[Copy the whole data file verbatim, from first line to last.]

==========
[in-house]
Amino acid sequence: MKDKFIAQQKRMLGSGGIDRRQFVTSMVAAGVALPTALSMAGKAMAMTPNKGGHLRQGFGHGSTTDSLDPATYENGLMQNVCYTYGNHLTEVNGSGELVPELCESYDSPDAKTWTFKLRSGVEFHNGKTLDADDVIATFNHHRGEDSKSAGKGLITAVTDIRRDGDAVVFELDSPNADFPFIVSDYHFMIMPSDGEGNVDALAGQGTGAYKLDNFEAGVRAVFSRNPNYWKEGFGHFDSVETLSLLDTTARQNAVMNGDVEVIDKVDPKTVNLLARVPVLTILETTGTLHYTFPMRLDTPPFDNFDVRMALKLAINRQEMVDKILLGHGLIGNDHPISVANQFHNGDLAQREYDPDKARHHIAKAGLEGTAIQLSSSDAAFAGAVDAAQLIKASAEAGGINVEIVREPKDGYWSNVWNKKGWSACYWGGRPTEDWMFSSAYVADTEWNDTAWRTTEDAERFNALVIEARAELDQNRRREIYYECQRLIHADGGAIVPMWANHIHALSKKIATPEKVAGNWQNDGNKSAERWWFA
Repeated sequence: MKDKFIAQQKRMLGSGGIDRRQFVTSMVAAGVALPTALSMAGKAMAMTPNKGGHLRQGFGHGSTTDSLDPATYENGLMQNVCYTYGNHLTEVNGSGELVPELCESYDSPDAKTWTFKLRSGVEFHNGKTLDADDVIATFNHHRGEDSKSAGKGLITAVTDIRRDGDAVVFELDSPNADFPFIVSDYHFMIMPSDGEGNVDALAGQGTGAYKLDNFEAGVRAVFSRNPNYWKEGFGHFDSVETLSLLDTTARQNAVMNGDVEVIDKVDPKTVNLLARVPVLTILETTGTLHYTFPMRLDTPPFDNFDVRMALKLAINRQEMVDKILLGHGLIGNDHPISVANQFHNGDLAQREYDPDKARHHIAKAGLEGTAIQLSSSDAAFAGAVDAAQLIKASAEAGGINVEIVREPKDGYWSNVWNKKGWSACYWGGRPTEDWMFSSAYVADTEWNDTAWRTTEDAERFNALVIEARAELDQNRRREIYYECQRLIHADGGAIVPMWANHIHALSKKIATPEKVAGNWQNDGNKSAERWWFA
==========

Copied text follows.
[in-house]
Amino acid sequence: MKDKFIAQQKRMLGSGGIDRRQFVTSMVAAGVALPTALSMAGKAMAMTPNKGGHLRQGFGHGSTTDSLDPATYENGLMQNVCYTYGNHLTEVNGSGELVPELCESYDSPDAKTWTFKLRSGVEFHNGKTLDADDVIATFNHHRGEDSKSAGKGLITAVTDIRRDGDAVVFELDSPNADFPFIVSDYHFMIMPSDGEGNVDALAGQGTGAYKLDNFEAGVRAVFSRNPNYWKEGFGHFDSVETLSLLDTTARQNAVMNGDVEVIDKVDPKTVNLLARVPVLTILETTGTLHYTFPMRLDTPPFDNFDVRMALKLAINRQEMVDKILLGHGLIGNDHPISVANQFHNGDLAQREYDPDKARHHIAKAGLEGTAIQLSSSDAAFAGAVDAAQLIKASAEAGGINVEIVREPKDGYWSNVWNKKGWSACYWGGRPTEDWMFSSAYVADTEWNDTAWRTTEDAERFNALVIEARAELDQNRRREIYYECQRLIHADGGAIVPMWANHIHALSKKIATPEKVAGNWQNDGNKSAERWWFA
Repeated sequence: MKDKFIAQQKRMLGSGGIDRRQFVTSMVAAGVALPTALSMAGKAMAMTPNKGGHLRQGFGHGSTTDSLDPATYENGLMQNVCYTYGNHLTEVNGSGELVPELCESYDSPDAKTWTFKLRSGVEFHNGKTLDADDVIATFNHHRGEDSKSAGKGLITAVTDIRRDGDAVVFELDSPNADFPFIVSDYHFMIMPSDGEGNVDALAGQGTGAYKLDNFEAGVRAVFSRNPNYWKEGFGHFDSVETLSLLDTTARQNAVMNGDVEVIDKVDPKTVNLLARVPVLTILETTGTLHYTFPMRLDTPPFDNFDVRMALKLAINRQEMVDKILLGHGLIGNDHPISVANQFHNGDLAQREYDPDKARHHIAKAGLEGTAIQLSSSDAAFAGAVDAAQLIKASAEAGGINVEIVREPKDGYWSNVWNKKGWSACYWGGRPTEDWMFSSAYVADTEWNDTAWRTTEDAERFNALVIEARAELDQNRRREIYYECQRLIHADGGAIVPMWANHIHALSKKIATPEKVAGNWQNDGNKSAERWWFA